f. 7 r°, 1. 6. “Leges an madma siccni” : of rupture and its cures, L. 27, of stupes for piles.
f. 7 v°, 1. 22. “Don fualgalar ann so.” Poem beg. Secht losa arin galar fuail icas gach aon re haonuair amail ro ordig Diancecht, etc.
f. 8 v°, 1. 30. Is iat gallra in boill ferrda.
f. 9 r°. Remedies and charms against impotence, e.g. (1. 12), "Obaid ar leme annso" :tonn tonn tuinde fonn fonn fuinde Grian grian uime Sce te le tim tim tinde Terad rinde Fit fit fiat funde. A cantain a nuisgi fo 7 .i. firtopraid 7 a cur a soithech ibhair 7 a crathad arin duine ara mbi in dochnach maiden 7 fescur gu cend nómaide.
f. 9 v°, 1. 9. “Do galar na mban budesta” on diseases of women, beg. Imad cuislend bis gu prap. Ends imperf. . . . ni don tsugh sin do sceirdiug na f—.
II. fo. 10 . Latin aphorisms with Irish transl. beg. . . . crisis causon terciana si urina alba uel liuida . . . mortem significat .i. in gach eslainte diob so foillsigid fual geal, etc. Ends with a saying about geometry, Rerum mensuram, etc., after which another is added by a later hand.
III. fo. 11 - 26 contain fragment of a commentary on various books of Hippocrates, beg.Si ebrius . . . (Hipp. Aph. bk. v, aph. 5). Ends imperfect, fo. 26 v. in middle of bk. i, aph. 19, His qui ... mad fiabras uilidhe ues ann.
fo. 29 r°, 1.1. “Do tsubaltaibh fumus terra” = no. 466, f. 16 v. 1.
fo. 29 r°, 1.11. On psalms to be said on special occasions: Cid be thegmhus a n-eigentus: — no. 466, f. 16 v. 12.
fo. 30 r. Two Latin verses,Augurio desies, etc., copied from no. 466, p. 20. Then a treatise on plants, etc., headed "In Dei nomine amen." Beg. madh ailt an folt do casad : copied from no. 466, p. 1. Followed by short notes on blood-letting.
fo. 30 v. lower marg. Account dated May 18, 1721, “Nic Mullins debtr. to James Smith.”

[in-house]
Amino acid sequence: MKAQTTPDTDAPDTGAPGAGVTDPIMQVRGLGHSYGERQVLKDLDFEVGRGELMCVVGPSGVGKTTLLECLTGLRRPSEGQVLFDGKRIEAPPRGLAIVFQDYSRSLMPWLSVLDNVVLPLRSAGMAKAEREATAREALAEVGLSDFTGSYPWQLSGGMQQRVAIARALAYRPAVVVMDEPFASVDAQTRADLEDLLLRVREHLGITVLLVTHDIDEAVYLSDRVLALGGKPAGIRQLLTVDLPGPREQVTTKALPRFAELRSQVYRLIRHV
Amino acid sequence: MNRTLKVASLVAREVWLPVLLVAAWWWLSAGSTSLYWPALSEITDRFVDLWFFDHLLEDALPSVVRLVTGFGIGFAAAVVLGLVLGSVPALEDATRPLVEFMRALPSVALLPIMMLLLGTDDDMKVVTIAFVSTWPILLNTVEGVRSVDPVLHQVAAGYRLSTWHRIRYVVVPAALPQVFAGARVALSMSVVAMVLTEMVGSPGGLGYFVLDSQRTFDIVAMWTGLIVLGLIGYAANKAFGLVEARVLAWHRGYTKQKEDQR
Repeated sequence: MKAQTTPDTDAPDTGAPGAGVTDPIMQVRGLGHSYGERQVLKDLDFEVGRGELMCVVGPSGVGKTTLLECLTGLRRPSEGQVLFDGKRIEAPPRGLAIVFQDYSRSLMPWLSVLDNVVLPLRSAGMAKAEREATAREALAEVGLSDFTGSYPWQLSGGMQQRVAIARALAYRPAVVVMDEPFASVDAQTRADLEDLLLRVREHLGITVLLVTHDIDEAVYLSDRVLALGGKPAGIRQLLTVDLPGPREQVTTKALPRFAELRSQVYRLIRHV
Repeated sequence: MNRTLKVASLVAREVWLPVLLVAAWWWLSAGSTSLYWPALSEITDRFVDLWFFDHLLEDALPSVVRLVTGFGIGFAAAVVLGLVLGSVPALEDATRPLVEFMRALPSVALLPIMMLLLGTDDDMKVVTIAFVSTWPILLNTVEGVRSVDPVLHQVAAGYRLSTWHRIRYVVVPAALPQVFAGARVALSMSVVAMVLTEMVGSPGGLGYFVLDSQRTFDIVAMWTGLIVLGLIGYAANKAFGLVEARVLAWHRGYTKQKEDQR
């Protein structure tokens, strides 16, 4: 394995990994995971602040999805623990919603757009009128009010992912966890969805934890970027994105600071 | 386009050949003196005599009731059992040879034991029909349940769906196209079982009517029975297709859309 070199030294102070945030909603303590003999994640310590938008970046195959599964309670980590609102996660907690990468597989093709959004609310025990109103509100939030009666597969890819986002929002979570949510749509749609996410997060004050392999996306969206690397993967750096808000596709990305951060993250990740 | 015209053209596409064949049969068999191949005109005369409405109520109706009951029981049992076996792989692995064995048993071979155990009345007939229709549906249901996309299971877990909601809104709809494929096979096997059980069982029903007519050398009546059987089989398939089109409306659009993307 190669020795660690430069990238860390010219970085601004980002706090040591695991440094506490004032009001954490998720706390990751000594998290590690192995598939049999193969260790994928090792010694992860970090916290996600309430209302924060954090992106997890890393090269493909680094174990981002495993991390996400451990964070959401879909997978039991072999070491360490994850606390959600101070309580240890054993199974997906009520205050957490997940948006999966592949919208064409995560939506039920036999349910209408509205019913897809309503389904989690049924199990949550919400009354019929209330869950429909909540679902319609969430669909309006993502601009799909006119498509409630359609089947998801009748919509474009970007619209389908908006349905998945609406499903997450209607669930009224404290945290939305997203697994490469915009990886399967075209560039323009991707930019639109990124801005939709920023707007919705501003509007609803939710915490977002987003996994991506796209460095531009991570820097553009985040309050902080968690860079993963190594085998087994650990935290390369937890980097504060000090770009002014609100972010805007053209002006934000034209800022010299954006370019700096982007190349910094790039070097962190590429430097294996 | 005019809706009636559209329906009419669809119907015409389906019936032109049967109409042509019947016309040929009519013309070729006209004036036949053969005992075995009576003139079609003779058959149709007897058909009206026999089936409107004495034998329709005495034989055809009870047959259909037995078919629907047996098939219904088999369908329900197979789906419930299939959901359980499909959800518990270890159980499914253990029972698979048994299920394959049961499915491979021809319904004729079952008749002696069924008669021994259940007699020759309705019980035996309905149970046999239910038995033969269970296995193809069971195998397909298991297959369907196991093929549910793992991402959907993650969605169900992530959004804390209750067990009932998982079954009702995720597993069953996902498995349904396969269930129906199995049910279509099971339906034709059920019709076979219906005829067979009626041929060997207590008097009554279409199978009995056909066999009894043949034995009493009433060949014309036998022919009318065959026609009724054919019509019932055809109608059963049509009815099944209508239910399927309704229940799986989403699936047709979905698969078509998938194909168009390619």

fo. 37 r. i : “ffeb 28th 1726/27. Recd. of Mr Jon Reilly an eight groates piece.”
fo. 37 v.- 54 v. are transcribed from no. 466, ff. 25-44 : compare, e.g., fo. 51 v.. “Acacia,” with the corresponding heading in no. 466, f. 34 r. As to the transcriber’s procedure, see description of no. 466. There is a gap in the transcript after fo. 38 : the missing leaves answered to no. 466, ff. 39 r. a 13-43 v. b 8.
V. fo. 55 r.- 58 v. Heading: “Galieni m. H. Aphorismos Hypocratis liber primus interprete Nicolao Leoniceno Vencentino.” Fragment of the Aphorisms of Hippocrates with Irish translation in a 17th cent. hand. Fo. 56 should follow fo. 58. Fo. 56 v. ends with bk. ii, aph. 13, Quibus cunque crisis fit, etc.
VI. fo. 59 . Notes in English on the effect of various drugs.
VII. fo. 60 , 61. Fragments of another translation of Hippocrates’ Aphorisms, Latin and Irish, beg. Quibus in febribm aures obsuruerint (iv. 60), and ending qua parte corporis calor aut frigus ibi morbus est .i. gidh be rann . . . Hand of 17th cent.
VIII. fo. 62. Beg. Oleum de amigdalis. Part of a Materia Medica, see introductory remarks. Hand of 17th cent.
IX. fo. 63. Beg. Tuig leat go ffuiled dha gne go geineralata ar an drochchomplex. In top marg.: “A n-ainm De tionsgaintear an leabhar so,” as if this had been the first leaf of a volume. (The matter is continued on fo. 88.) Same period.
XVIII. fo. 100. Fragment of a commentary on Hippocrates’ Aph. bk. i, in same hand as preceding.
XIX. fo. 101. Fragment of another treatise on urine, in hand of 17th cent. Latin and Irish. Beg. Ad finem iam tendente.
XXI. fo. 104 r. Continuation of the hexametric series (see xvii supra) ending Omnis homo primum proponit nobile uinum, etc. FINIS, anno domini 1592.
fo. 104 r. x. Certe in medicina inmensa profunditas est. Latin and Irish. At foot of f. 104 a scribal note, “Sin duit a Aodh,” etc.
XXII. fo. 105. Fragment of homily on life of Christ beg. . . . ar mbanmaicchistir .i. an eucclus romanach.